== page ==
Diabetes is associated with liver disease progression and increased hepatocellular carcinoma risk, but factors associated with diabetes in patients with chronic hepatitis B virus (HBV) infection in North America are unknown. We aimed to determine factors predictive of diabetes and impaired fasting glucose (IFG) in a large HBV-infected multiethnic cohort. Adults with chronic HBV not receiving antiviral therapy were enrolled from 21 centers in North America. Diabetes was defined by history/medication use or fasting glucose=126 mg/dL and IFG as fasting glucose 100-125 mg/dL. Of 882 patients included, 47.2% were female, 71.3% Asian, 83.7% foreign born, median age was 44 years, and median body mass index BMI 24.3 kg/m2. In this cohort, 26.0% were hepatitis B envelope antigen (HBeAg) positive, 43.9% had HBV DNA=20,000 IU/mL, and 26.7% alanine aminotransferase (ALT)=2× upper limit of normal (=40 U/L women, =60 U/L men). Overall, 12.5% had diabetes and 7.8% IFG. The combined prevalence of diabetes or IFG was highest among blacks (36.7%) and those either born in the United States/Canada or foreign born with migration>20 years ago (25.5%). Obesity (odds ratio [OR]: 2.13), hyperlipidemia (OR, 4.13), hypertension (OR, 3.67), high ALT level (OR, 1.86), and family history of diabetes (OR, 3.43) were associated with diabetes. Factors associated with IFG were obesity (OR, 4.13) and hypertension (OR, 3.27), but also HBeAg positivity (OR, 0.39). Recent migration was negatively associated with diabetes among non-Asians (OR, 0.30).Diabetes is more prevalent in HBV-infected North American adults than the general population and is associated with known metabolic risk factors and liver damage, as determined by ALT levels. Among the foreign born, longer duration of North America residence predicted diabetes risk in non-Asians. These results highlight the opportunities for interventions to prevent diabetes especially among at-risk ethnic groups with HBV.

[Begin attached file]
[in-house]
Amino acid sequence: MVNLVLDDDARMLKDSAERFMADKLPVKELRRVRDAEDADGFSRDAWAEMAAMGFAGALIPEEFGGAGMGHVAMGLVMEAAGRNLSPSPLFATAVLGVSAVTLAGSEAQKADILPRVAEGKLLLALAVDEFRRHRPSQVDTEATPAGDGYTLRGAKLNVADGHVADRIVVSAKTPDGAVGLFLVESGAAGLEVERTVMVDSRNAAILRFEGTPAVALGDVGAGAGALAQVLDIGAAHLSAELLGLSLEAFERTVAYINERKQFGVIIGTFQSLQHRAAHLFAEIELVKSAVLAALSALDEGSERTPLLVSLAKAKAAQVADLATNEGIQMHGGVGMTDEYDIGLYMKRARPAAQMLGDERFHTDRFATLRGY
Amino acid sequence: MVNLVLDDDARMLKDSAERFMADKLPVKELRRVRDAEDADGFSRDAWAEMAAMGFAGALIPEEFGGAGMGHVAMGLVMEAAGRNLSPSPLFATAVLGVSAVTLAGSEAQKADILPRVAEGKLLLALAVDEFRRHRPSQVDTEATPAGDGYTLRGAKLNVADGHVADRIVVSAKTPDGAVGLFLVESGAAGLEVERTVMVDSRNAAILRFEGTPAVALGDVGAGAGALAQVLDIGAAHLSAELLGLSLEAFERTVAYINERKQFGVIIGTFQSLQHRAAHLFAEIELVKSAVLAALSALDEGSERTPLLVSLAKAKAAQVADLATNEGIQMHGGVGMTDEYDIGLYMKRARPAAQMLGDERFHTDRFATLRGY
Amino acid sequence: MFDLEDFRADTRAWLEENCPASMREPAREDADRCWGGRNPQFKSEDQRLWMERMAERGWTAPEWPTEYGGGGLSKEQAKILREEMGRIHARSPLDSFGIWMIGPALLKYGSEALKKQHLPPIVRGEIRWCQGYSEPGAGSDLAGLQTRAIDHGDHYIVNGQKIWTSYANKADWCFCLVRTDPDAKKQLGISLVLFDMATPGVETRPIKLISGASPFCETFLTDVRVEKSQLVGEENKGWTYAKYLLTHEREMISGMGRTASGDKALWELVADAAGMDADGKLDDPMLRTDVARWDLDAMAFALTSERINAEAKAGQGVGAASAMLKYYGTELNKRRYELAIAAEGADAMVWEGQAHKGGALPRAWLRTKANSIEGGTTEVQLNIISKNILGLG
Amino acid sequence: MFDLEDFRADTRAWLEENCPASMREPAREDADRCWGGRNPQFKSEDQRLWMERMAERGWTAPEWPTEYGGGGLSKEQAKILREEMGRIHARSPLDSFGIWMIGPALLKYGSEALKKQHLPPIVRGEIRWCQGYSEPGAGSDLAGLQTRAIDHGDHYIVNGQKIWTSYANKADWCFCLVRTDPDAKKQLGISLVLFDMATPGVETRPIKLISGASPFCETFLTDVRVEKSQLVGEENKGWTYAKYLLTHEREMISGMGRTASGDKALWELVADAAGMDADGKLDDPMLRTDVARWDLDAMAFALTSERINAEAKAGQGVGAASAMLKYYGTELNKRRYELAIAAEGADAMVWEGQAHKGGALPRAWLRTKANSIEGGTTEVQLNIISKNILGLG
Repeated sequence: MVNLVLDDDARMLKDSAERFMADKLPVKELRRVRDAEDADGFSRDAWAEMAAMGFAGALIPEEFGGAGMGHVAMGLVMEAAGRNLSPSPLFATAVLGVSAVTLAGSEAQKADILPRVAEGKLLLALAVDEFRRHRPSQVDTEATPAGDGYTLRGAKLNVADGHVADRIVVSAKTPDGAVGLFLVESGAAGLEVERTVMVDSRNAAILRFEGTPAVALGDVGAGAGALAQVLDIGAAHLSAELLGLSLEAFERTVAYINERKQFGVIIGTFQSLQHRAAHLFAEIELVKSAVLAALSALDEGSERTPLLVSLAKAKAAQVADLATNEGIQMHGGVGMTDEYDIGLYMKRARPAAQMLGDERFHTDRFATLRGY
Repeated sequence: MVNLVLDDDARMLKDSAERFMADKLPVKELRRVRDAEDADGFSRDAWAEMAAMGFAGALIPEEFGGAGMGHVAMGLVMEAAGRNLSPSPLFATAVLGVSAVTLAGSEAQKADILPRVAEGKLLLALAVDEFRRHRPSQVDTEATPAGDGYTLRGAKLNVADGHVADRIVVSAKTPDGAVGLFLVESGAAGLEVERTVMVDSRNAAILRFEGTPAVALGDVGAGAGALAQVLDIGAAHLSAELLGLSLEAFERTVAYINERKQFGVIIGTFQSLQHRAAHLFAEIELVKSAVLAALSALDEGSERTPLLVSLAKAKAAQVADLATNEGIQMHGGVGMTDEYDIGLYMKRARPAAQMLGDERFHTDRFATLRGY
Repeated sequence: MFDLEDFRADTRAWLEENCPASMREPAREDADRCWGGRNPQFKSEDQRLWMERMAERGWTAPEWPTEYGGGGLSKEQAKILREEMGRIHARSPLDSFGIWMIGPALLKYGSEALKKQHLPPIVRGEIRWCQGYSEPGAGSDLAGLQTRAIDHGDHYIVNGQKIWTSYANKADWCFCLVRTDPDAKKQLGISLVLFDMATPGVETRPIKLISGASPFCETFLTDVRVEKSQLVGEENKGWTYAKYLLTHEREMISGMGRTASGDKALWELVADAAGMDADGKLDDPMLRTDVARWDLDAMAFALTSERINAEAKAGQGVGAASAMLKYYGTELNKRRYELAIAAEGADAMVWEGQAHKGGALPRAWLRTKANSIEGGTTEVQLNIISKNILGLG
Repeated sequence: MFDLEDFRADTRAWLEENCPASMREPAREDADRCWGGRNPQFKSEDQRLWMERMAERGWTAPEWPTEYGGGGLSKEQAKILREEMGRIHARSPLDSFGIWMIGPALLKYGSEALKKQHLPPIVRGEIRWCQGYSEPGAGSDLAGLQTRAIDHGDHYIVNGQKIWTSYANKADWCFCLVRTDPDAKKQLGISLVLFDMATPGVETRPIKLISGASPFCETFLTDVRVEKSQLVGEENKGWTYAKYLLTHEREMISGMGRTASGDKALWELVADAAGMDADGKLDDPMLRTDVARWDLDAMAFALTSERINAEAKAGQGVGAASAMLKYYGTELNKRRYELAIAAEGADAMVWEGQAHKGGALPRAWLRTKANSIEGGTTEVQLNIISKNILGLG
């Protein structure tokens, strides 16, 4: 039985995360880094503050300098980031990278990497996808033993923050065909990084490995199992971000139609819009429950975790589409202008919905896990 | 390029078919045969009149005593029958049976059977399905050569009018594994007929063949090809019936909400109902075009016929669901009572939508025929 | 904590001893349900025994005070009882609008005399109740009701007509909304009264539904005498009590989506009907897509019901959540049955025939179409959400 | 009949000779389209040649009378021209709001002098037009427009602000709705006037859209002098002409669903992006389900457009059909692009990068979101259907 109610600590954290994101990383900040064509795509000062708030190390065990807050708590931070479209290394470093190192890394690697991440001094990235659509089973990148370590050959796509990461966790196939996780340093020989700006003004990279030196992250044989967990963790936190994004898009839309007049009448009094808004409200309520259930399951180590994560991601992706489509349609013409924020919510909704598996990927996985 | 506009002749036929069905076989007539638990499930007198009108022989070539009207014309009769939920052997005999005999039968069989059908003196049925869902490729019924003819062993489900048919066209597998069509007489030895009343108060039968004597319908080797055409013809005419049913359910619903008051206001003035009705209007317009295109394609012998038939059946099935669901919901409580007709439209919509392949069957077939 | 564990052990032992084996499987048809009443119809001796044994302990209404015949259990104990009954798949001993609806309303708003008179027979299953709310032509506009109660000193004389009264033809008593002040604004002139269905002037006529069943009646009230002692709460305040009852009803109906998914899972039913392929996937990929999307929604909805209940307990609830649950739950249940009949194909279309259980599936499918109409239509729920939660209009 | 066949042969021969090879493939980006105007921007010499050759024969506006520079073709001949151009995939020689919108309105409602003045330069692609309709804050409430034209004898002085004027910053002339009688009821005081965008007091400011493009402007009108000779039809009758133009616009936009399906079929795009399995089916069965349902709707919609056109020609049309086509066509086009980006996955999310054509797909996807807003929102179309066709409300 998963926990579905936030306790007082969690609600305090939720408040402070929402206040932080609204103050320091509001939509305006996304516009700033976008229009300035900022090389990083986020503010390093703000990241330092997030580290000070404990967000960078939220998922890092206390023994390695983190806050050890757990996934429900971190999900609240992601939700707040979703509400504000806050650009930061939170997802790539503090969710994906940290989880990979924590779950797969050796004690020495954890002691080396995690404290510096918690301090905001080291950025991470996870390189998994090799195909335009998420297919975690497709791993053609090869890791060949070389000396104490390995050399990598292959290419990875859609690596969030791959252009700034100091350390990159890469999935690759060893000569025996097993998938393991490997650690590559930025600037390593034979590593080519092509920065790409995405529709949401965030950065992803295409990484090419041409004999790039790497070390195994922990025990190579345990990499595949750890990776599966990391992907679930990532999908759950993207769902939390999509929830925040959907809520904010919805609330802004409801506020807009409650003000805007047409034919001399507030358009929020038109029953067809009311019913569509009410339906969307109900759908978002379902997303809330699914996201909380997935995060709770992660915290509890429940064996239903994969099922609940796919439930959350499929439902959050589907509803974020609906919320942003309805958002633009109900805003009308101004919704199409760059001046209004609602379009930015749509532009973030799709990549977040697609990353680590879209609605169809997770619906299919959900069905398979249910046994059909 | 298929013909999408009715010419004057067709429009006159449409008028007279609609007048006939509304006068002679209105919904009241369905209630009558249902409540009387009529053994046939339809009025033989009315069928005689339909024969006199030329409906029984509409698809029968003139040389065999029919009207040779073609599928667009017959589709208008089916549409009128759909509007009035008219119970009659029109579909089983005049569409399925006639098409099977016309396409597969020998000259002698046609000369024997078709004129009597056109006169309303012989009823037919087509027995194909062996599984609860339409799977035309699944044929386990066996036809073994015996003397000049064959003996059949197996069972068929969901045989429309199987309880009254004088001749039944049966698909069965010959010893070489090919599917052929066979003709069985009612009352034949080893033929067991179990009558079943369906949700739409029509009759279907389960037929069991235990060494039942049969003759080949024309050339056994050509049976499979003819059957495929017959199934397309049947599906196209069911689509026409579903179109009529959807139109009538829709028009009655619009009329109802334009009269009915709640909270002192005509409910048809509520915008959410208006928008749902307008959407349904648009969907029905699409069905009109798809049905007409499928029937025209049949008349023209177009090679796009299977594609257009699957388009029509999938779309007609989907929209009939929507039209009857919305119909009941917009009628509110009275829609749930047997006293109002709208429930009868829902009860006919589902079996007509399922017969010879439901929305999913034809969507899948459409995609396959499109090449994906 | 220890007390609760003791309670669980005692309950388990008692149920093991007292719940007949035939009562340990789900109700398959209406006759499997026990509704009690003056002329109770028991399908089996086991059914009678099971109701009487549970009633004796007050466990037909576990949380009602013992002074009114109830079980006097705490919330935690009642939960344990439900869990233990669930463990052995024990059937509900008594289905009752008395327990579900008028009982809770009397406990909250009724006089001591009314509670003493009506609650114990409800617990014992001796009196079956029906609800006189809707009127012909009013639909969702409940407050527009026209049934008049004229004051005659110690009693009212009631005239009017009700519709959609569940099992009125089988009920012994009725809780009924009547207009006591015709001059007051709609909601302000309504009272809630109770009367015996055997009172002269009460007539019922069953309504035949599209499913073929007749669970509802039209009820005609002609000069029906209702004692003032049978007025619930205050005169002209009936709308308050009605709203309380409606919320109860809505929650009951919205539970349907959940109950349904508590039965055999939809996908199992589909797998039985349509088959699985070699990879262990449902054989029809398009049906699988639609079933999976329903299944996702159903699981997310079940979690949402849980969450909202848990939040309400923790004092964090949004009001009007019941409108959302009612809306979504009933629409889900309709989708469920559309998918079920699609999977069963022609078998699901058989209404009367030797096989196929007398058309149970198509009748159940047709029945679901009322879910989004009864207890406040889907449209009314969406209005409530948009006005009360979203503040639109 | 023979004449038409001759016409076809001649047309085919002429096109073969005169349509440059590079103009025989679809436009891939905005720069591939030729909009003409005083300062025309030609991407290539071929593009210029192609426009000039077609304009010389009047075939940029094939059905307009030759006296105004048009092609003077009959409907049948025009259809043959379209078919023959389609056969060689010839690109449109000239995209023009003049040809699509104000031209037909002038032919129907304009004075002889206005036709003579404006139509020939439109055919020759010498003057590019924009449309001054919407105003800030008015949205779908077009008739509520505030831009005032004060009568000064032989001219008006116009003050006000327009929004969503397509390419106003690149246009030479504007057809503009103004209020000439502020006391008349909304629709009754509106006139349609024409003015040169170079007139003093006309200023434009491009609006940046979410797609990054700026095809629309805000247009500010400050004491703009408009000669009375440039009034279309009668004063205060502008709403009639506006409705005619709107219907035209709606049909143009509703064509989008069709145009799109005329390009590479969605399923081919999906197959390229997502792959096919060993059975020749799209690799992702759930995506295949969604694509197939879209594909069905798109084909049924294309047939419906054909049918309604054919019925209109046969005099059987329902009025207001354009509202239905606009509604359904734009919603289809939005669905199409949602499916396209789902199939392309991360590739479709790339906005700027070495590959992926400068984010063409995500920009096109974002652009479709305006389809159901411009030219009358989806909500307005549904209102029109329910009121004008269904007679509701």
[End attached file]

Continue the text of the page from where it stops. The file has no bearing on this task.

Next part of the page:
View details for DOI 10.1002/hep.28110
View details for PubMedID 26390278